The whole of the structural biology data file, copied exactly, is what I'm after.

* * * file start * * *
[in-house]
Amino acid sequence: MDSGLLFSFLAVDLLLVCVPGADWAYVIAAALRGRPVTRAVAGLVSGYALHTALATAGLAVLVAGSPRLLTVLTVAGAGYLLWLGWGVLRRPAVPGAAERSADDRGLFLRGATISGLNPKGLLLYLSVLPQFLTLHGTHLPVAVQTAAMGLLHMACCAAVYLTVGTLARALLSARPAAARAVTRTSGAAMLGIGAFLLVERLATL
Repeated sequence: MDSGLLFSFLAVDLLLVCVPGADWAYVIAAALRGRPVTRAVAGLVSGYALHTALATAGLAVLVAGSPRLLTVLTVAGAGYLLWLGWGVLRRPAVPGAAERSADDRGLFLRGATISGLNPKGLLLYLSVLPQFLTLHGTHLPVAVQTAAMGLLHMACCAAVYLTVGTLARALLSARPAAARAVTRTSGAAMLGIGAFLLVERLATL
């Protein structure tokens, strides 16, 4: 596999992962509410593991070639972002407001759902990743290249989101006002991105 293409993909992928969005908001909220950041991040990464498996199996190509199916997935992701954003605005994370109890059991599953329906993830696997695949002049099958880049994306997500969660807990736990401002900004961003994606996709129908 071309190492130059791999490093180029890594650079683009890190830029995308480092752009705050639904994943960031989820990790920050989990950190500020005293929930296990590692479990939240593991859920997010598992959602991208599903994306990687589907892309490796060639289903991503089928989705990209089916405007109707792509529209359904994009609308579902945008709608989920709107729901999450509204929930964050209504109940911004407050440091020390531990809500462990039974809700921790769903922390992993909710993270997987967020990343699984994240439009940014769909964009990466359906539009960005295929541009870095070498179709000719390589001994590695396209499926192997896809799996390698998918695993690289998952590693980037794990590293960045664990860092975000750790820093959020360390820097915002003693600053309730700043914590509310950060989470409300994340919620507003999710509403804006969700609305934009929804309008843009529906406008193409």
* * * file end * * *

[in-house]
Amino acid sequence: MDSGLLFSFLAVDLLLVCVPGADWAYVIAAALRGRPVTRAVAGLVSGYALHTALATAGLAVLVAGSPRLLTVLTVAGAGYLLWLGWGVLRRPAVPGAAERSADDRGLFLRGATISGLNPKGLLLYLSVLPQFLTLHGTHLPVAVQTAAMGLLHMACCAAVYLTVGTLARALLSARPAAARAVTRTSGAAMLGIGAFLLVERLATL
Repeated sequence: MDSGLLFSFLAVDLLLVCVPGADWAYVIAAALRGRPVTRAVAGLVSGYALHTALATAGLAVLVAGSPRLLTVLTVAGAGYLLWLGWGVLRRPAVPGAAERSADDRGLFLRGATISGLNPKGLLLYLSVLPQFLTLHGTHLPVAVQTAAMGLLHMACCAAVYLTVGTLARALLSARPAAARAVTRTSGAAMLGIGAFLLVERLATL
């Protein structure tokens, strides 16, 4: 596999992962509410593991070639972002407001759902990743290249989101006002991105 293409993909992928969005908001909220950041991040990464498996199996190509199916997935992701954003605005994370109890059991599953329906993830696997695949002049099958880049994306997500969660807990736990401002900004961003994606996709129908 071309190492130059791999490093180029890594650079683009890190830029995308480092752009705050639904994943960031989820990790920050989990950190500020005293929930296990590692479990939240593991859920997010598992959602991208599903994306990687589907892309490796060639289903991503089928989705990209089916405007109707792509529209359904994009609308579902945008709608989920709107729901999450509204929930964050209504109940911004407050440091020390531990809500462990039974809700921790769903922390992993909710993270997987967020990343699984994240439009940014769909964009990466359906539009960005295929541009870095070498179709000719390589001994590695396209499926192997896809799996390698998918695993690289998952590693980037794990590293960045664990860092975000750790820093959020360390820097915002003693600053309730700043914590509310950060989470409300994340919620507003999710509403804006969700609305934009929804309008843009529906406008193409």